Summers will step down when his term ends in May. The timing of his announcement leaves people who want to run to succeed him little more than a month to collect the 12,500 signatures needed to get on the February ballot.
He also ended his flirtation with a mayoral campaign, while not ruling out an eventual run for elected office in the future. He did not say what he will do next, though he said he wants to stay involved in the kind of neighborhood investment work he has pushed as treasurer.
“I don’t know exactly what’s next, but for the next seven months I’m in this office, it will be about seeing what we can accomplish without any constraints,” Summers said.
As for who might jump into the treasurer’s race, North Side Ald. Ameya Pawar, 47th, said Monday he was “seriously looking at it.” Pawar said he was having discussions with various mayoral candidates to see if they would back progressive causes that are close to his heart such as universal basic income.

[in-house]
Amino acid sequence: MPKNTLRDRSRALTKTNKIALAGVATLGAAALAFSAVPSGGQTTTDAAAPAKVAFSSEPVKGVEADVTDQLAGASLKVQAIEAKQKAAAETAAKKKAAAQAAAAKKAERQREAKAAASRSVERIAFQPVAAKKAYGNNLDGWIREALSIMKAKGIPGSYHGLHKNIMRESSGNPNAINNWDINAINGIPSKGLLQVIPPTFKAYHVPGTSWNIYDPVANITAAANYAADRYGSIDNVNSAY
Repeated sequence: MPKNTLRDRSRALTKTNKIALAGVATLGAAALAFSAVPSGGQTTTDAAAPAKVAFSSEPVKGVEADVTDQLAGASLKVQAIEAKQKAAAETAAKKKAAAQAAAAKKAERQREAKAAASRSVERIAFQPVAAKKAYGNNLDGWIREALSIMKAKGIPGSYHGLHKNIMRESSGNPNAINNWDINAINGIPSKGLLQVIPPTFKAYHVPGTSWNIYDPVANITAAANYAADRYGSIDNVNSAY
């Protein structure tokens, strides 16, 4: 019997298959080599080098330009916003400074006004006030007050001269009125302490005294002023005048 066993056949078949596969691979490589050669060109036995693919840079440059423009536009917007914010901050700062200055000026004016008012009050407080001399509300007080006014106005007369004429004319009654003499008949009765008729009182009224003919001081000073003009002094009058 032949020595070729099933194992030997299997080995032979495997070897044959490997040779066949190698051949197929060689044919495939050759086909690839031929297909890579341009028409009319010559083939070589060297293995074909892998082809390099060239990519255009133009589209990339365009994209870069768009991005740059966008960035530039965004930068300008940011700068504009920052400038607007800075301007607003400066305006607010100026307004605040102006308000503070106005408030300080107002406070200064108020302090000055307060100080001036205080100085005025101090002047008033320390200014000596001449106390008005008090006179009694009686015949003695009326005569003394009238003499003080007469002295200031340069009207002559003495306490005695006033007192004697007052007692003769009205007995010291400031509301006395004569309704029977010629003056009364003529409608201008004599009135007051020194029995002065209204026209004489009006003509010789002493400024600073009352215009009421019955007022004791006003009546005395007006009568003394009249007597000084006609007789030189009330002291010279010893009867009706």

Within a week of Emanuel’s surprise announcement last month that he wouldn’t seek a third term, Summers launched an online mayoral exploratory committee website to “seek people’s opinions and aspirations for our city.”
Summers’ onetime boss, Cook County Board President Toni Preckwinkle, subsequently announced her own mayoral campaign as several high-profile candidates also got in the race after Emanuel’s exit.
Summers, 39, was Preckwinkle’s chief of staff before leaving in 2012 to work at investment firm GCM Grosvenor, which is run by Emanuel confidant Michael Sacks. Emanuel appointed Summers treasurer in October 2014, and Summers won the election for the seat a few months later.
Summers also considered a campaign for governor in 2017 but shortly later decided not to get in the race and backed J.B. Pritzker for the Democratic nomination.
MORE COVERAGE OF THE MAYOR’S RACE
Feeds,News,Region: Chicago,City: Chicago,Opinion
via Home – Chicago Tribune https://ift.tt/1LjWzdx
October 16, 2018 at 06:33AM